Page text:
Kline beautifully recreates the atmosphere of 1920s America, immigrants streaming into New York in hope of better lives, a promise of opportunity unheard of elsewhere. Unfortunately, the city is soon overrun with newcomers, a great stew of foreign languages. Poverty is endemic, children often the victims of a society unprepared to provide for orphaned dependents. From 1854-1929, a process is instigated to solve this growing problem: a Christian effort to place orphans in a healthier environment where they will learn a decent work ethic and the skills to create successful futures. So-called Orphan Trains carry Christian-chaperoned children from New York City to the Midwest, stopping at posted stations where they can be selected by families willing to take them.
This grand experiment is flawed at best. Many children are chosen for use as free labor or child care for rural families needing another hand—if not another mouth—few willing to offer a warm and welcoming home. One of these unfortunates is nine-year-old Niamh (Neev) Power, a daughter of Irish immigrants who has lost her entire family in a tenement apartment fire. Frightened and confused, Niamh is selected by one couple to work as a seamstress in the family business (there to be named Dorothy), then another on a rural farm, suffering unbearable conditions, provided meager rations, forced to concede to whatever demands her new families impose and a level of poverty consistent with what she has already endured in the city. Eventually chosen by a Maine couple who have lost a beloved daughter (here she becomes Vivian), the girl is given a new identity, the secrets of her past carefully packed away in boxes she saves through the years.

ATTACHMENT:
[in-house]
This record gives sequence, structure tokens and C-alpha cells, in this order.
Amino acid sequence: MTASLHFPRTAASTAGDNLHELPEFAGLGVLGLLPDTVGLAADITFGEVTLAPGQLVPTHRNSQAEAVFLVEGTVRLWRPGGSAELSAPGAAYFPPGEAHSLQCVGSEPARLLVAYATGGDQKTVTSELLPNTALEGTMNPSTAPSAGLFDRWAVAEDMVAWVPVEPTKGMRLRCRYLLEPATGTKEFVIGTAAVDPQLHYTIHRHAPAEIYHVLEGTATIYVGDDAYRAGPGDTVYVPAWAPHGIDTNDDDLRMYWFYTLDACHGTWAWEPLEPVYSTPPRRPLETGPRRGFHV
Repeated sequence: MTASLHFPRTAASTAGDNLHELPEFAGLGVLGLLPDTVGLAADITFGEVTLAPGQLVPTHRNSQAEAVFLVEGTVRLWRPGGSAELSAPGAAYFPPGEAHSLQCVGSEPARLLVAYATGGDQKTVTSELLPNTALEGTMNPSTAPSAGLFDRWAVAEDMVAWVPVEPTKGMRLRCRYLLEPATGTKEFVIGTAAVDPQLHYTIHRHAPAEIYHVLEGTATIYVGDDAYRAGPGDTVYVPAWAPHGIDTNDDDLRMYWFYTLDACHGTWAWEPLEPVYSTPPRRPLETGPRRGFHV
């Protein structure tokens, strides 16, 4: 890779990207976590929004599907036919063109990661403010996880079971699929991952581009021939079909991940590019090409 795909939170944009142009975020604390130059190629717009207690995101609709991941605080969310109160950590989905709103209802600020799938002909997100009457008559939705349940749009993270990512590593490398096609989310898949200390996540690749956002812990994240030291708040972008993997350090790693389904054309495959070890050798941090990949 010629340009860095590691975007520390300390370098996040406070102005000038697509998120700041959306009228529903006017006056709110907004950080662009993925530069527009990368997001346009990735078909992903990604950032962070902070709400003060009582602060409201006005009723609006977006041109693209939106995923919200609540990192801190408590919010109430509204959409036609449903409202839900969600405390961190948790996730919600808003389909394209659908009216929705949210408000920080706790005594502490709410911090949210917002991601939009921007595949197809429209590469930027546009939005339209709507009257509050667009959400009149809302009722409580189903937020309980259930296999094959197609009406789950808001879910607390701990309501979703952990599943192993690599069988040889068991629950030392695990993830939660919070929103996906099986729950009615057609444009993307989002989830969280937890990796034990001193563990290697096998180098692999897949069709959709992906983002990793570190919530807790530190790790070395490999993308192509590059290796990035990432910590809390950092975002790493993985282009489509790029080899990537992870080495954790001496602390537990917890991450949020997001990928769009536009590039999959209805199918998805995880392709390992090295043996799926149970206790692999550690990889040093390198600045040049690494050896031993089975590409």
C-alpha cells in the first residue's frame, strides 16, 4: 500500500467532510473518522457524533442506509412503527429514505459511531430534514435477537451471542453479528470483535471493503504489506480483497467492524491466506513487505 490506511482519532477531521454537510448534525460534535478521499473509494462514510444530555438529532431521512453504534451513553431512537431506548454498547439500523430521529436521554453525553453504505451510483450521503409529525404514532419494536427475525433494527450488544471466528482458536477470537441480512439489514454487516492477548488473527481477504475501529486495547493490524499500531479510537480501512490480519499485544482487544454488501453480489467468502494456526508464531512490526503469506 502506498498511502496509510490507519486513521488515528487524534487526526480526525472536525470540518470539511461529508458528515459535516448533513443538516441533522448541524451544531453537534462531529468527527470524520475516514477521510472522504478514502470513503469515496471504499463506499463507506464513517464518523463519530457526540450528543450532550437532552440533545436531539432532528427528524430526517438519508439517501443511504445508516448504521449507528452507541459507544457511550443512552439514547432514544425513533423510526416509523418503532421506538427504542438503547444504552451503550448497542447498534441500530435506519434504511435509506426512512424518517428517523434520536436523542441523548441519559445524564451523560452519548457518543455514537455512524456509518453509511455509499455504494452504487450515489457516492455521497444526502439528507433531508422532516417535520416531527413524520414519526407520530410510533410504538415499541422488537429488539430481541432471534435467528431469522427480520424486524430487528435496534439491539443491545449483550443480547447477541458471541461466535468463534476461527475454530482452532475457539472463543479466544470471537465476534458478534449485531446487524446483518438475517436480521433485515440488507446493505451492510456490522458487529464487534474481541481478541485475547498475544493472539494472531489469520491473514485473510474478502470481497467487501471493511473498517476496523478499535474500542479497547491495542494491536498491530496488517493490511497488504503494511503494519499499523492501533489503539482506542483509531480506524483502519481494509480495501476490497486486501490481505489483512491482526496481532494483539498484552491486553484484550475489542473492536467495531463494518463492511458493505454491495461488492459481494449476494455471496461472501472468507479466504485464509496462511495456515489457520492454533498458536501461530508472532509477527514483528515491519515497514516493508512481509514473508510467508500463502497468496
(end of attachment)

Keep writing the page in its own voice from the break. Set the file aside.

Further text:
Fast forward to 2011. Foster teen Molly Ayer is given the option of community service in lieu of a record for stealing a copy of Jane Eyre from the public library. She agrees to spend the required eighty hours assisting ninety-one-year-old Vivian Daly in organizing the ancient widow's attic. A Penobscot Indian about to "age out" of the system, Molly doesn't want to lose her last placement, despite a combative foster mother determined to be rid of the girl. Of disparate ages, Molly and Vivian come together, neither expecting the deep friendship that will bloom between them, their similarities as unwanted children compelling each to share their stories with unexpected results. What begins as a sullen teen's avoidance of a record and certain eviction becomes instead the intimate sharing of two lonely souls as Vivian's tale is slowly revealed in the stuffy attic where her past is stored.
In alternating chapters—and worlds—between 2011 and the 1920s and ‘30s, Kline travels back in time to Niamh's earliest memories and harrowing experiences as she speaks to Molly about the days of living as a chattel or worse, cast into the bony bosom of grueling rural poverty. As Vivian shares her tale of survival, Molly discovers her own inner resources, the power of story uniting the two women of different cultures, each confronting life without the comfort of family. The ill-conceived social experiment begun in the last century spawns a new generation of survivors, their histories rewritten and reshaped in Middle America. What neither Molly nor Vivian expects to find is an uncommon bond, a sense of purpose—and, for Vivian, an opportunity to reconnect with a past she thought forever forfeit.